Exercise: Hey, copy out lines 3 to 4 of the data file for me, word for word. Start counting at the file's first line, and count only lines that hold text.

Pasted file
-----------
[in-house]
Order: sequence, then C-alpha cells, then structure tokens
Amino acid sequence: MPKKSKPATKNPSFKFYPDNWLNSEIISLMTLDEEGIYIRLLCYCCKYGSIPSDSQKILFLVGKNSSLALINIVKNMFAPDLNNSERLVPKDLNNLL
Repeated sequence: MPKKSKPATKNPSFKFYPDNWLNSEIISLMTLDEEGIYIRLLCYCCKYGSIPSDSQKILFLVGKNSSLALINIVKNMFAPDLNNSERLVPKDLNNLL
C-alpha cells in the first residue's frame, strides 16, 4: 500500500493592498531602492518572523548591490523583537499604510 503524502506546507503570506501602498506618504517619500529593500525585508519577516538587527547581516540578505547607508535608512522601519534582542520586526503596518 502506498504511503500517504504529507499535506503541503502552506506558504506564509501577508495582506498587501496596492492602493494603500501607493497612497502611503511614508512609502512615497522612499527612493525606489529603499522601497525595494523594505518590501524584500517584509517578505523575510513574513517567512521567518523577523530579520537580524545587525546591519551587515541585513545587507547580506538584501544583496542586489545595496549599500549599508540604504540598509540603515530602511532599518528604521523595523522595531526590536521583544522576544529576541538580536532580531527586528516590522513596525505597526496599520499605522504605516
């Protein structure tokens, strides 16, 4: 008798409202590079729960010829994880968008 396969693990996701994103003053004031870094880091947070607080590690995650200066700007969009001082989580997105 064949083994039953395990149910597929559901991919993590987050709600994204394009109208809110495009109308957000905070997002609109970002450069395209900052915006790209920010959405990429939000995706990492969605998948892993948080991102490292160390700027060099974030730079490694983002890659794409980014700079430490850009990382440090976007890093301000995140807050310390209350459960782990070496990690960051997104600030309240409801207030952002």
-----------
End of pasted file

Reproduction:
Amino acid sequence: MPKKSKPATKNPSFKFYPDNWLNSEIISLMTLDEEGIYIRLLCYCCKYGSIPSDSQKILFLVGKNSSLALINIVKNMFAPDLNNSERLVPKDLNNLL
Repeated sequence: MPKKSKPATKNPSFKFYPDNWLNSEIISLMTLDEEGIYIRLLCYCCKYGSIPSDSQKILFLVGKNSSLALINIVKNMFAPDLNNSERLVPKDLNNLL